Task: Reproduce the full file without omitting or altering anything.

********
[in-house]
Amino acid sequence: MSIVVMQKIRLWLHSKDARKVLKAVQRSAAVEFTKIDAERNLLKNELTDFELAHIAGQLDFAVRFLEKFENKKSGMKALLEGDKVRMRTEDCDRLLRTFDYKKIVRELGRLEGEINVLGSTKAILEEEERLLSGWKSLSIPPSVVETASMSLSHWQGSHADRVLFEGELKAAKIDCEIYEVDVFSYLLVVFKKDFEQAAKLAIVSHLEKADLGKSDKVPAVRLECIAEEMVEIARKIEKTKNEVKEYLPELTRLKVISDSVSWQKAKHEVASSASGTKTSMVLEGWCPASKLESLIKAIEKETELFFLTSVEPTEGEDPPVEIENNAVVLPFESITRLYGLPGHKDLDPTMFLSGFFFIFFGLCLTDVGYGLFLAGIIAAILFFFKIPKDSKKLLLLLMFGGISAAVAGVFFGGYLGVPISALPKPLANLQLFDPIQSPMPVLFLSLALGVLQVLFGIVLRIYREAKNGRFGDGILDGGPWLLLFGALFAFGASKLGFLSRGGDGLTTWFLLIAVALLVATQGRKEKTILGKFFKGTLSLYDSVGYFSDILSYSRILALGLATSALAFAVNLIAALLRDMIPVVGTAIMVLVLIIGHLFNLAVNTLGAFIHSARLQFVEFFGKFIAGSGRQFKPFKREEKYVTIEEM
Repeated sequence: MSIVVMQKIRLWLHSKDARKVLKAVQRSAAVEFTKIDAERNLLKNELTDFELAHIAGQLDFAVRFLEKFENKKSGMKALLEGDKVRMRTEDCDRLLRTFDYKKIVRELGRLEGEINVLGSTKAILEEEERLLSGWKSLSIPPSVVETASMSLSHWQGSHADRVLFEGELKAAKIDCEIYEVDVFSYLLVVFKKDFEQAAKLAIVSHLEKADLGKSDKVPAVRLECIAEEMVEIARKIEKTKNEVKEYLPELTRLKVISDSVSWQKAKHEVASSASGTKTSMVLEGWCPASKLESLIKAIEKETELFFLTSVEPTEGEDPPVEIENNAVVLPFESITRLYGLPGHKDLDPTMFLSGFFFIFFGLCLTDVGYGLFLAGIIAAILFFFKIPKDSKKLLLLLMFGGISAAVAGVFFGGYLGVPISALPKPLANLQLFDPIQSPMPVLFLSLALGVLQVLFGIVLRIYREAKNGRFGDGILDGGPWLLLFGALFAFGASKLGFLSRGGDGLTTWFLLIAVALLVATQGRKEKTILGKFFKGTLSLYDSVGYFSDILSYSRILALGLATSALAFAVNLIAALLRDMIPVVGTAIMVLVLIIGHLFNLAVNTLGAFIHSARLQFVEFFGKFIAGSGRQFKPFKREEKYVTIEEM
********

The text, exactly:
[in-house]
Amino acid sequence: MSIVVMQKIRLWLHSKDARKVLKAVQRSAAVEFTKIDAERNLLKNELTDFELAHIAGQLDFAVRFLEKFENKKSGMKALLEGDKVRMRTEDCDRLLRTFDYKKIVRELGRLEGEINVLGSTKAILEEEERLLSGWKSLSIPPSVVETASMSLSHWQGSHADRVLFEGELKAAKIDCEIYEVDVFSYLLVVFKKDFEQAAKLAIVSHLEKADLGKSDKVPAVRLECIAEEMVEIARKIEKTKNEVKEYLPELTRLKVISDSVSWQKAKHEVASSASGTKTSMVLEGWCPASKLESLIKAIEKETELFFLTSVEPTEGEDPPVEIENNAVVLPFESITRLYGLPGHKDLDPTMFLSGFFFIFFGLCLTDVGYGLFLAGIIAAILFFFKIPKDSKKLLLLLMFGGISAAVAGVFFGGYLGVPISALPKPLANLQLFDPIQSPMPVLFLSLALGVLQVLFGIVLRIYREAKNGRFGDGILDGGPWLLLFGALFAFGASKLGFLSRGGDGLTTWFLLIAVALLVATQGRKEKTILGKFFKGTLSLYDSVGYFSDILSYSRILALGLATSALAFAVNLIAALLRDMIPVVGTAIMVLVLIIGHLFNLAVNTLGAFIHSARLQFVEFFGKFIAGSGRQFKPFKREEKYVTIEEM
Repeated sequence: MSIVVMQKIRLWLHSKDARKVLKAVQRSAAVEFTKIDAERNLLKNELTDFELAHIAGQLDFAVRFLEKFENKKSGMKALLEGDKVRMRTEDCDRLLRTFDYKKIVRELGRLEGEINVLGSTKAILEEEERLLSGWKSLSIPPSVVETASMSLSHWQGSHADRVLFEGELKAAKIDCEIYEVDVFSYLLVVFKKDFEQAAKLAIVSHLEKADLGKSDKVPAVRLECIAEEMVEIARKIEKTKNEVKEYLPELTRLKVISDSVSWQKAKHEVASSASGTKTSMVLEGWCPASKLESLIKAIEKETELFFLTSVEPTEGEDPPVEIENNAVVLPFESITRLYGLPGHKDLDPTMFLSGFFFIFFGLCLTDVGYGLFLAGIIAAILFFFKIPKDSKKLLLLLMFGGISAAVAGVFFGGYLGVPISALPKPLANLQLFDPIQSPMPVLFLSLALGVLQVLFGIVLRIYREAKNGRFGDGILDGGPWLLLFGALFAFGASKLGFLSRGGDGLTTWFLLIAVALLVATQGRKEKTILGKFFKGTLSLYDSVGYFSDILSYSRILALGLATSALAFAVNLIAALLRDMIPVVGTAIMVLVLIIGHLFNLAVNTLGAFIHSARLQFVEFFGKFIAGSGRQFKPFKREEKYVTIEEM